"They made scarcely any noise, and they cut through the soft, unbaked mud bricks without difficulty. Whilst they were digging I watched the work with the manager it seemed to me that the gardeners were particularly skilled house-breakers, and that they must have had much practice. It appears incredible, but the whole of the digging was carried out without the knowledge of the watchmen on the roof of the house and the sentries outside it. But it seemed unwise to rely overmuch on the silence of our operations, and we therefore arranged to give the police and the soldiers a meal, for they were both hungry and thirsty. M. Pagnon, the proprietor of the hotel, had a substantial supper prepared for them, i.e., half a sheep boiled, with several pounds of rice, and served up in pieces with sliced lemons and raisins on a huge brass tray.”

Budge then tells us that whilst they were eating happily, man after man went into the basement and brought everything out, piece by piece and box by box, and, boasts Budge, “in this way we saved the Papyrus of Ani, and all the rest of my acquisitions from the officials of the Service of Antiquities, and all Luxor rejoiced.”

Budge had won the day and what happened next was a bit of an anticlimax, M. Grébaut arrived in his steamer and tied up, but not in Luxor; he docked about 1¼ miles below Luxor downriver near the ruins at Karnak. The dealers and Budge at this point probably thought that the show was about to begin, certainly there would be some fireworks as soon as Grébaut walked into Luxor and found that the impounded antiquities had been swiped. Everyone waited for all hell to break loose, but it remained quiet all day.

Imagine the suspense. Perhaps the same feeling developed in Luxor as in the movie, High Noon when Gary Cooper, assisted by a drunk, a kid, and his Quaker wife, Grace Kelly, watch the clock tick away. Imagine Budge waiting in the middle of the dusty main street of Luxor, guns well-oiled and strapped to his thighs, the brim of his hat snapped down over his eyes to shade them from the sun as it rose to the zenith...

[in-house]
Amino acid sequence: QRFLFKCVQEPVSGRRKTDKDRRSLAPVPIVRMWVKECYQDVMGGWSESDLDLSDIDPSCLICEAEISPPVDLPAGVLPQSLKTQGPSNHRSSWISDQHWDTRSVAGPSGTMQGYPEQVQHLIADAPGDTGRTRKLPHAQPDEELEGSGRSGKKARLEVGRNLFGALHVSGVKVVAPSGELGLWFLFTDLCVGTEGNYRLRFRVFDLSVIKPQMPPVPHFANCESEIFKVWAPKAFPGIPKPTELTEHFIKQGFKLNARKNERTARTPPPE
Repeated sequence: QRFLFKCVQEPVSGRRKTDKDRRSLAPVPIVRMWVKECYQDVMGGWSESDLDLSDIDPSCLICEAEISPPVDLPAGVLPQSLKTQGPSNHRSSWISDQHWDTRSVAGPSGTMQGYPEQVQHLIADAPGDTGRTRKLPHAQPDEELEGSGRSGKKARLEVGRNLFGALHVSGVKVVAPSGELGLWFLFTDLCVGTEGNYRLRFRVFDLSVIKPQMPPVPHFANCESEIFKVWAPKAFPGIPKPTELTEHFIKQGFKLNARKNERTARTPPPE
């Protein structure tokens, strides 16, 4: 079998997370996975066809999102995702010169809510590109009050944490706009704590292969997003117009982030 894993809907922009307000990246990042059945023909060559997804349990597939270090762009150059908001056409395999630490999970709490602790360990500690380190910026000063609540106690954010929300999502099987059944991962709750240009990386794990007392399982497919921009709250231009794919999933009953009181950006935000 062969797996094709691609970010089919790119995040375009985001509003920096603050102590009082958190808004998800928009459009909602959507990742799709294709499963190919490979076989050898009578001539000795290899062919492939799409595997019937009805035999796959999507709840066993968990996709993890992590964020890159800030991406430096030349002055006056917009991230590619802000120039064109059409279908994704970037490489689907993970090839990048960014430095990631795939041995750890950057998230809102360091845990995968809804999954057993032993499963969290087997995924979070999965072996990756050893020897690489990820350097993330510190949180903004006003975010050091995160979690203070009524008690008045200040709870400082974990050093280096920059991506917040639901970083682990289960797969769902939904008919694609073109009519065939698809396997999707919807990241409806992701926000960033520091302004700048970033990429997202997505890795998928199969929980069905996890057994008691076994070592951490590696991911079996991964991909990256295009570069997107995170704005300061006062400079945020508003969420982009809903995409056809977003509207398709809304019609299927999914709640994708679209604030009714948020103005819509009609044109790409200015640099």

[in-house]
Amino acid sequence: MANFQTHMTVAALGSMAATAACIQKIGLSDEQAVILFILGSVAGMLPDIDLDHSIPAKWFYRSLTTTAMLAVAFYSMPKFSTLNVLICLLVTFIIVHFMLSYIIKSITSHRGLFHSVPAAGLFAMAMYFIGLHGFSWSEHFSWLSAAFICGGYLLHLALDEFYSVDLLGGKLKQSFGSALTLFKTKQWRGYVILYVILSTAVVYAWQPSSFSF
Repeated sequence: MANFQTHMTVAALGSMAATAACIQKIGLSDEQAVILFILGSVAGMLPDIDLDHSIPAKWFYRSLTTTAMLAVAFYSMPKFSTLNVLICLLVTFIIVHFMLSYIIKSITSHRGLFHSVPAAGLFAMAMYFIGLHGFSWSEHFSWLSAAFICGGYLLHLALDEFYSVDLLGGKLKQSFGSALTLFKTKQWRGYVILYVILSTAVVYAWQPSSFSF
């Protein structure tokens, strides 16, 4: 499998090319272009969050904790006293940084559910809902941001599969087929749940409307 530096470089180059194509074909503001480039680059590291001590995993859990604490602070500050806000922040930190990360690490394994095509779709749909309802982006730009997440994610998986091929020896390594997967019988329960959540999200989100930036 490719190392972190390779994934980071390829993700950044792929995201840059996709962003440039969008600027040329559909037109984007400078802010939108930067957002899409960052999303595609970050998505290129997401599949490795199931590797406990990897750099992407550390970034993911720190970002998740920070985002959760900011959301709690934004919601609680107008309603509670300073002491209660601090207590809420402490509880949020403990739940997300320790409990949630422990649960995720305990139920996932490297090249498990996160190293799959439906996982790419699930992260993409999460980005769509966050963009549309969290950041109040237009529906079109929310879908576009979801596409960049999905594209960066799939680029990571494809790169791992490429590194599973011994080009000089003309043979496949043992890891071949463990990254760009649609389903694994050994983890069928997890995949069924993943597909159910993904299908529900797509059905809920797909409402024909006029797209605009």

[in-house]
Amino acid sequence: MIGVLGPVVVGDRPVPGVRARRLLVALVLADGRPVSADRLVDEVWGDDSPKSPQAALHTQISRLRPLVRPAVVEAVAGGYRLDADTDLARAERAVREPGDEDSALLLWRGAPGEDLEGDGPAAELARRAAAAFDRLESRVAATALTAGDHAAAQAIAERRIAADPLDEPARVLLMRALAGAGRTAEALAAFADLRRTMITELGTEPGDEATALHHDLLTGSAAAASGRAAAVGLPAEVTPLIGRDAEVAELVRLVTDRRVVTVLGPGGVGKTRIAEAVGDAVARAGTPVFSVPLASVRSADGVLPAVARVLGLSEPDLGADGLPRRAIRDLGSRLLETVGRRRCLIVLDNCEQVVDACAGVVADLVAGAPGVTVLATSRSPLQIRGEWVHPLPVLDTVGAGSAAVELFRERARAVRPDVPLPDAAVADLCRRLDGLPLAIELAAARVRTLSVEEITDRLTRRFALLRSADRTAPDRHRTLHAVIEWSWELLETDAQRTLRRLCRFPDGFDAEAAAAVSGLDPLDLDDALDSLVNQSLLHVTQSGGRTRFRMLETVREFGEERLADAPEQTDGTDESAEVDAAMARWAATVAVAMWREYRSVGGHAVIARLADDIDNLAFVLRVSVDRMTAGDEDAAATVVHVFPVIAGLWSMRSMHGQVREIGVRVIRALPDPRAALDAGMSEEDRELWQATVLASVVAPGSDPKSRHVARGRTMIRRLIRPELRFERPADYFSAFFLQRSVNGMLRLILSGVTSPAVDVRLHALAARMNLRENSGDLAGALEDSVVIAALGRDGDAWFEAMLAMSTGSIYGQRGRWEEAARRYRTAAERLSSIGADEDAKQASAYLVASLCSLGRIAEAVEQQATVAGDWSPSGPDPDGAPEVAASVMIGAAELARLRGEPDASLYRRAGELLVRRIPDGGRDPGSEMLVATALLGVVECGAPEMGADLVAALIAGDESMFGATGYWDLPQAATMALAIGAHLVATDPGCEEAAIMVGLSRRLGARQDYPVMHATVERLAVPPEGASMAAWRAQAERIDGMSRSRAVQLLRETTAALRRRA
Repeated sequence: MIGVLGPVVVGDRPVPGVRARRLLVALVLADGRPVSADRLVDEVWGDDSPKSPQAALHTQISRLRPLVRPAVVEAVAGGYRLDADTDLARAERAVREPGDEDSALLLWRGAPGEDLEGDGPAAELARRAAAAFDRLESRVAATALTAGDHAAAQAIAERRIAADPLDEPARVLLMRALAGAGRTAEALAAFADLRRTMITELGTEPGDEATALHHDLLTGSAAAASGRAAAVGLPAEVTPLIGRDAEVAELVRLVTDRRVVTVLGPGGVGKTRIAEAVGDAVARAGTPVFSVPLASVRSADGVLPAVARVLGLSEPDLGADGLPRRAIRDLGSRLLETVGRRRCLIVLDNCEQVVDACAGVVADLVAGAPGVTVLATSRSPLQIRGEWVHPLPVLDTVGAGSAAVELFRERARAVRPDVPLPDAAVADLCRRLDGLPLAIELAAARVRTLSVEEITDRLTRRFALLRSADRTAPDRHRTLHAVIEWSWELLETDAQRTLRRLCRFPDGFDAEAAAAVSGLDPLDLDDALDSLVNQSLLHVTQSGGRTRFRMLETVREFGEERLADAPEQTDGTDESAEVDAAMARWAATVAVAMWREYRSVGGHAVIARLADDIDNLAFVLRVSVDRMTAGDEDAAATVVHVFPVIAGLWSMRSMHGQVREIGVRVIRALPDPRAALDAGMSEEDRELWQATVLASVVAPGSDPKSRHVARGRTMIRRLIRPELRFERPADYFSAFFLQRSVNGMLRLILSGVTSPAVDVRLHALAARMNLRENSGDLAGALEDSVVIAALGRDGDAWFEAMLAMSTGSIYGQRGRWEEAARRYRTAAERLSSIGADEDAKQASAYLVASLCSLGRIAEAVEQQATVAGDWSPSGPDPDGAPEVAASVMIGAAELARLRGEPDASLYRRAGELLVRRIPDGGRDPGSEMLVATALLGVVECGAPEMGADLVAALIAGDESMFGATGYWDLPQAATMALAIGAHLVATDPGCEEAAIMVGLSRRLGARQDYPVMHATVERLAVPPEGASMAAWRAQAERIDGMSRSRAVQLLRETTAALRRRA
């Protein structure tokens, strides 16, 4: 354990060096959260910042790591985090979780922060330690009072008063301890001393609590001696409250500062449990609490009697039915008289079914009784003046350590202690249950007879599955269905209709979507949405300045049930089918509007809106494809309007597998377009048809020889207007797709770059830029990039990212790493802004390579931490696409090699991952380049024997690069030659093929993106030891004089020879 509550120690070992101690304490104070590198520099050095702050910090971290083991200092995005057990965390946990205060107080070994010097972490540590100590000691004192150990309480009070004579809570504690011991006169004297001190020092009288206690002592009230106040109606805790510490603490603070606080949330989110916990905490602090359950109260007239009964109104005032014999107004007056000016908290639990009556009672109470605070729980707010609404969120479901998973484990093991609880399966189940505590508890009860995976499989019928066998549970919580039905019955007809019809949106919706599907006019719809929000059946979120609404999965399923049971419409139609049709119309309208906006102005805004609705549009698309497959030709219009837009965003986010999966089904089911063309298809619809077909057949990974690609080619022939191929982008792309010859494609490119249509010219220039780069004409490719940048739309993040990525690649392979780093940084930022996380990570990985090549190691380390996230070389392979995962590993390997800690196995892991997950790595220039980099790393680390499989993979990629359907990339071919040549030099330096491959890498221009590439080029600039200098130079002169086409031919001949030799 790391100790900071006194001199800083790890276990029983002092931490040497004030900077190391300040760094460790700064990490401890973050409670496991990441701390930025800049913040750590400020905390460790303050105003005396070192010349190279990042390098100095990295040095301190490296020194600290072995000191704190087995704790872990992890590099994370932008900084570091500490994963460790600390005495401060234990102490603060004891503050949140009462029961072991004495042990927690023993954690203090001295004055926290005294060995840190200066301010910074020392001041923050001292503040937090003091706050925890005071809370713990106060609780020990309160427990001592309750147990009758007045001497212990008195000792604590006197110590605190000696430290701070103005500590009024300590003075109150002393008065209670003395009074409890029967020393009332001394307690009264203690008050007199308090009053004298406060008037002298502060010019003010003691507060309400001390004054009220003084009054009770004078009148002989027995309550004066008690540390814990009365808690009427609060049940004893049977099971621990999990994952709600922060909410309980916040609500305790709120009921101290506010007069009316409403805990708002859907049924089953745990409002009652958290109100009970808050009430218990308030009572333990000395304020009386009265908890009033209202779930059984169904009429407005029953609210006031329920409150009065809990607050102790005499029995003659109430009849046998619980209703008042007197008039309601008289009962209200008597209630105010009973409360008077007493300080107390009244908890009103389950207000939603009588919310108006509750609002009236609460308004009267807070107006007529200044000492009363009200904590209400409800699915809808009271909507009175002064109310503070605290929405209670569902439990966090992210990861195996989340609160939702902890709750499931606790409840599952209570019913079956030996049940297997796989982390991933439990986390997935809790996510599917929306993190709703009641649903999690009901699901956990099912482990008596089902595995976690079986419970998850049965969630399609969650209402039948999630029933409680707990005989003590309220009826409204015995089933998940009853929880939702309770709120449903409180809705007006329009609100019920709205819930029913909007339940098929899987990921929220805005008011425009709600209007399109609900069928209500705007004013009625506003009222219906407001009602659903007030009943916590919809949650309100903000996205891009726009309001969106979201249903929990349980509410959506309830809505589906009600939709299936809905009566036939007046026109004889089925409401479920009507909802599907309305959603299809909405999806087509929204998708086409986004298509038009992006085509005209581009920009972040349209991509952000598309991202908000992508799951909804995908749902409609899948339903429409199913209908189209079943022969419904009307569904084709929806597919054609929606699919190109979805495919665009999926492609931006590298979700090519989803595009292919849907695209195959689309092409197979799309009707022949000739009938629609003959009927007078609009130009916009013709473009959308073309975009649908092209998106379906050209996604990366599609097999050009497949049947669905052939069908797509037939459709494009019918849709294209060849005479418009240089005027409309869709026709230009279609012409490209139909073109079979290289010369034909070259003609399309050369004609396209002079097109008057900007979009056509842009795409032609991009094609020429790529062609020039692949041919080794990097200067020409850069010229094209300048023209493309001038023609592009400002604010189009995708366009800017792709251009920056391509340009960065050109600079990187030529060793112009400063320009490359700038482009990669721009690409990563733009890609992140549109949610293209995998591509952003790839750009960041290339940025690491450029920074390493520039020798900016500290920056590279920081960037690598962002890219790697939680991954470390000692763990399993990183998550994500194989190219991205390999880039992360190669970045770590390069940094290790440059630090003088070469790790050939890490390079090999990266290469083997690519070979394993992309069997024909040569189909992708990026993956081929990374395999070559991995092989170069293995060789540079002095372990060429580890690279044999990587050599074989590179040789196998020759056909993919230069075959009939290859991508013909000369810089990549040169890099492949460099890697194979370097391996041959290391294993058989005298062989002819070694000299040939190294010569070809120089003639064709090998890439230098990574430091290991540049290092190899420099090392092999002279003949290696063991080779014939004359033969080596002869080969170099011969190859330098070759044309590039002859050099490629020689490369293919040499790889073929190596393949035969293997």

As it turned out, Grébaut never showed up. Instead, the news came that that he was not well. Budge waited at the hotel with his luggage until he heard the police had arrested two dealer friends. When an officer turned to Budge, presumably to put him in fetters like the rest, he talked his way out of it, “When I asked to see the warrant under which I was arrested he had nothing to produce.” The policeman left, but only after he warned Budge that he might hear more of the matter in Cairo.

Meanwhile the steamer arrived at midnight and Budge went on board with his boxes and baggage. He settled into his cabin for the night and at dawn left Luxor for Asyût. After arriving in Asyût he boarded the train to Cairo hoping to arrive that evening, but the train was late and instead he arrived early in the morning and found that there were no longer any carriages at the station. Budge was stuck once again. There he was with all that precious baggage and no transport,
“As I sat there, practically on the roadside, two British officers out for an early morning ride passed by, and as they did so one of them hailed me in a cheery voice, and asked me why I was sitting there at that time of the morning. I recognized the voice as that of an officer of whom I had seen a great deal the year before in Aswan, and I quickly told him why I was there, and about the contents of my bags and boxes, and my wish to get into the town as soon as possible. After a short talk with his brother officer, whom I had met at General Sir Frederick Stephenson's house in Cairo, my friend dismounted and went to the police, whom I had pointed out to him, and told them to carry my bags and boxes into Cairo for me.”